Monday, 21 July 2014

Hemantha Kalam - 25 'Thank You, All!'

It is exactly on the 21st July, a year ago, that I had started writing my blogs under the Column titled ‘Hemantha Kalam’.

My first post gave the explanation on this title. Ever since almost every fortnight I wrote a blog and unleashed it on some 2000 and odd friends and well-wishers.

I am not sure how many of those poor victims remain to be my friends and well-wishers now, after the regular bombardment of what I think would be useful and interesting reads.

During the year, I did, indeed, receive a bit of ‘Fan Mail’ so that I can still be left with the hope that I can write and that what I write can be meaningful; at least to some.
It was indeed very gratifying to see, from the ‘stats’ of the Blogspot site, that every day my writings were being read across the globe and also in those countries where I have no contacts at all. That is the power of internet, without which, I wonder, what we all would be doing!?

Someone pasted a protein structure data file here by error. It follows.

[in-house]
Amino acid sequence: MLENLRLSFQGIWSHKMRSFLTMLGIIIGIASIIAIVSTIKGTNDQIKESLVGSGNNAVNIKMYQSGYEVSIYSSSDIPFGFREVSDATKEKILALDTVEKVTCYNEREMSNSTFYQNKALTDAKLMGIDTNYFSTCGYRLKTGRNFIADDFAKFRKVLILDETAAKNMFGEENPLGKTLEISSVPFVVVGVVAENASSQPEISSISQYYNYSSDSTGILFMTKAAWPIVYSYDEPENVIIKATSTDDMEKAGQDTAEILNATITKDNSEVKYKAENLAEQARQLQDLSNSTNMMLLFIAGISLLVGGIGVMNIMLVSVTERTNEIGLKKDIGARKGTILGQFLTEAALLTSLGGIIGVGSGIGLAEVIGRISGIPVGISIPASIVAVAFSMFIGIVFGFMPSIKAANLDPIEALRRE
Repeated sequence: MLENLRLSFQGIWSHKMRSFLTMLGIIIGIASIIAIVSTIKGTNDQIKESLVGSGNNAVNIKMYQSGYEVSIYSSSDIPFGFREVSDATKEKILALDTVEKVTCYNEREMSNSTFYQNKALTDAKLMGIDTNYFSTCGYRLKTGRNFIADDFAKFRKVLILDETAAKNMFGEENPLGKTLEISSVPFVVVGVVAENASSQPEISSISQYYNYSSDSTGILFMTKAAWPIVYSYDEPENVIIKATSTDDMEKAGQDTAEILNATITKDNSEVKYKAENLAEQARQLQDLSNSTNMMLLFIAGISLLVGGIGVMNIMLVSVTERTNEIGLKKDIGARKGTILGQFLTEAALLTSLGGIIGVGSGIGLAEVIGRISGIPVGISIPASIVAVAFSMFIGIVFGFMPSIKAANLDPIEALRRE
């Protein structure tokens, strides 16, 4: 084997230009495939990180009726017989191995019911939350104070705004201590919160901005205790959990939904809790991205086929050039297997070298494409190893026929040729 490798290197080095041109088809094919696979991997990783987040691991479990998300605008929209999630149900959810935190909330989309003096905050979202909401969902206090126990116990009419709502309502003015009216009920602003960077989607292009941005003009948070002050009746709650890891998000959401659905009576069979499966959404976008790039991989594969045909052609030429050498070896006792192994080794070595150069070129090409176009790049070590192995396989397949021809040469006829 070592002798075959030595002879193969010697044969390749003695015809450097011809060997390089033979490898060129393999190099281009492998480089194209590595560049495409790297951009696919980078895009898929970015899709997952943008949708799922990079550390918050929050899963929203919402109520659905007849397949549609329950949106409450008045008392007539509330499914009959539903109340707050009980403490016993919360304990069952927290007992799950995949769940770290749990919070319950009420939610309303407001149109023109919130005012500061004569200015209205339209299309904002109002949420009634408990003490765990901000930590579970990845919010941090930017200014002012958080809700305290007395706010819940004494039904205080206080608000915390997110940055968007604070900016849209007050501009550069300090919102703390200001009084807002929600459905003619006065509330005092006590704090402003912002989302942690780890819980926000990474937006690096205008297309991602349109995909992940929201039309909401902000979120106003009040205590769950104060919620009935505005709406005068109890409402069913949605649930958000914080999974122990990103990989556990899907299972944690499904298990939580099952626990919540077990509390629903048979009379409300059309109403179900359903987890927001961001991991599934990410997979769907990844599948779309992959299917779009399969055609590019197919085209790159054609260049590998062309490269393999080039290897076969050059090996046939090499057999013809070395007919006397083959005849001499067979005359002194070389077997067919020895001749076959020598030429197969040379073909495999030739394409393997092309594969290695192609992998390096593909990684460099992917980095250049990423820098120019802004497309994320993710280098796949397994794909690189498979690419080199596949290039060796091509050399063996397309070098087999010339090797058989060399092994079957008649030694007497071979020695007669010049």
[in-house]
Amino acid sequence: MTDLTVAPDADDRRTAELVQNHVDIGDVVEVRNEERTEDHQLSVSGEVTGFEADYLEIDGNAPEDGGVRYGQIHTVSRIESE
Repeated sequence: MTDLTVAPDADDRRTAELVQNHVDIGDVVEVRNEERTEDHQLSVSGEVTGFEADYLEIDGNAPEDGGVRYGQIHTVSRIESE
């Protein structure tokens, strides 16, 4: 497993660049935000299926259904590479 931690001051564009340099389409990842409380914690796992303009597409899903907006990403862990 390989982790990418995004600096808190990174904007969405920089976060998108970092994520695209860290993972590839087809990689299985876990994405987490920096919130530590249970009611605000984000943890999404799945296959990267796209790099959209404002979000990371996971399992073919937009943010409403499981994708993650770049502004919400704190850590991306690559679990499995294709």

As I am writing this post, the collective page views for all my blogs are 4656; averaging about 13 readers / page views per day and an average 194 readers / page views per post. These figures may or may not be big but it still instills confidence in my work and my thoughts.

I had observed that audience can be classified in to the following categories of readers, who;

i) genuinely liked my blogs and encouraged me by their responses
ii) read my blogs and in exchange suggested that I read their blogs as well
iii) read my posts, liked them, but remained silent
iv) might or might not have liked, but coasted on
v) simply ignored and moved on their businesses, whatever they are
vi) explicitly asked me to get off and not to disturb them anymore
vii) must have silently fixed spam filters and ensured that not even my name is heard of